Okay, I haven’t found an answer to this here or anywhere else. Here it is- once you’ve set your basic toaster up to turn a nice slice of bread into a golden piece of toast, why do you have to cycle through this twice to toast an english muffin?
Muffins are thicker and quite possibly moister than ordinary sliced bread.
Of course, you should really be toasting it under the grill, or ideally on a toasting fork over an open fire.
English muffins are sold only half-baked. This is why they take longer to toast than regular bread, you have to toast it long enough to complete the baking, then a bit longer to actually toast it. This is also why english muffins are inedible without toasting.
Also, english muffins are coarser with deeper holes than standard bread, and getting more than the fringe of the holes to toast takes longer or a larger source of radiant heat.
Well I like untoasted English muffin. And toasted. The half-baked thing means more moisture in the bread, and maybe other factors as well. Also the area of a muffin is much greater than sliced bread with all sorts of weird angles, so the peaks begin to burn before the valleys start to brown. I do some testing, but I haven’t had a toaster in years. If you’re in a hurry use your kitchen torch.
I use a toaster oven for everything. Somewhere around the 4.5 minute mark (on the timer dial), there’s a setting called “Pop Tart®”. I have learned that, if I set the timer for anything longer than PopTart®, the result is a charred, crispy, blackened thing that only slightly resembles whatever it was that I put in. Doesn’t matter what it is – Eggo waffle, toast, english muffin, bagel, left over pizza… everything cooks perfectly on PopTart® (including PopTarts). I don’t even know why my toaster oven goes higher than PopTart®. There’s no point really.
It’s for scientific research.
Really the only true way to toast a english muffin would be by placing it between two radiant hot rocks that was heated by a fire started by rubbing 2 sticks together - just like the cavemen did it :
thank you, dogzilla.
i can’t see for the tears streaming down my face!
I’m going to corroborate this study by duplicating the experiments to see if I can get the same results. Stay tuned! Will return and report!
Holes? English muffins don’t have holes. Are you sure you’re not thinking of crumpets? (Mmmm… crumpets)
Those almost look like a hybrid between what we in England know as muffins, and crumpets. More muffiny, though. Crumpets have a more spongy texture, with “bubbly” holes almost akin to a thick drop-scone or pancake, as they are made from a thick batter. Muffins are bready and lighter as they are made from dough. Are “English muffins” in the US like our muffins? Your link says they were created as “a version of the English crumpet that was both flatter and what is now called fork-split”.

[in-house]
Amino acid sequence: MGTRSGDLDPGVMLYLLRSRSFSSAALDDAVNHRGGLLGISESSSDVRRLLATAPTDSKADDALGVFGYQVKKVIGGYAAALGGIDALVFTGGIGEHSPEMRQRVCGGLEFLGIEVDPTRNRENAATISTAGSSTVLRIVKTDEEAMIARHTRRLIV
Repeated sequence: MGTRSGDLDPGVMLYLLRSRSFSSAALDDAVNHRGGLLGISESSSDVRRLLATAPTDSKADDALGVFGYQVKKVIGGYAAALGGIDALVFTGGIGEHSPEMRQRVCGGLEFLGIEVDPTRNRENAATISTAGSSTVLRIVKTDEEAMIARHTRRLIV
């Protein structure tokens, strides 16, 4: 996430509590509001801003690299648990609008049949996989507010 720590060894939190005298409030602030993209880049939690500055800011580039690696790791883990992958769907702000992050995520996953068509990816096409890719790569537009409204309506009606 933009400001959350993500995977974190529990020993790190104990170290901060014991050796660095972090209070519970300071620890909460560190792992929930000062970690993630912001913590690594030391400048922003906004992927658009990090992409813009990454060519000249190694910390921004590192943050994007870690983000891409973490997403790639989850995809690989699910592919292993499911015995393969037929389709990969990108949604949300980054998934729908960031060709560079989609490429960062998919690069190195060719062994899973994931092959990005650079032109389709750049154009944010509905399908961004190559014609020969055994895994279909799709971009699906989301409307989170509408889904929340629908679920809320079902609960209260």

Honestly, I have no idea. I’ve never had an English “muffin”. Or a crumpet – although you can get them here. When I’ve spotted the crumpets sold in the grocery store, it looks exactly like what I know as an English muffin. I happen to really like that Thomas’ brand, so I’ve never bothered to try a true crumpet… because it looks like the same damn thing to me. I figured it was an “elevator” vs. “lift” thing. (Same thing, different word used to describe.)
Crumpets and US English muffins seem similar. The *crooks and nannies *are formed when the holey bread is split. The crumpets I’ve seen have smaller holes, and seem drier, but those are just US Crumpets, I didn’t encounter any in England. But I’m still getting over the Englishwoman who looked at me quizzically and asked “What is London Broil?”.
Now that we’ve answered the OP successfully, can we turn our collective minds onto the reason why that same “golden brown slice of toast” setting, when applied to a slice of raisin bread, will produce a charred blackened slice of dryness with sad raisins drooping out of it? As far as I can see, raisin bread seems to be made of the same stuff as real bread, cut to the same thickness.
You don’t see an obvious difference in the ingredients there?
I would imagine the sugar burns quicker.
Well, yeah, but I mean the bready bits obviously! The raisins themselves seem to do moderately okay (high water content?)
Does the actual dough have that much sugar in it? I always thought it was just the fruit made it sweet
Do any of you older San Franciscans remember Foster’s English Muffins? The best sourdough muffins ever made! They were in business from about the mid-fifties to the mid seventies.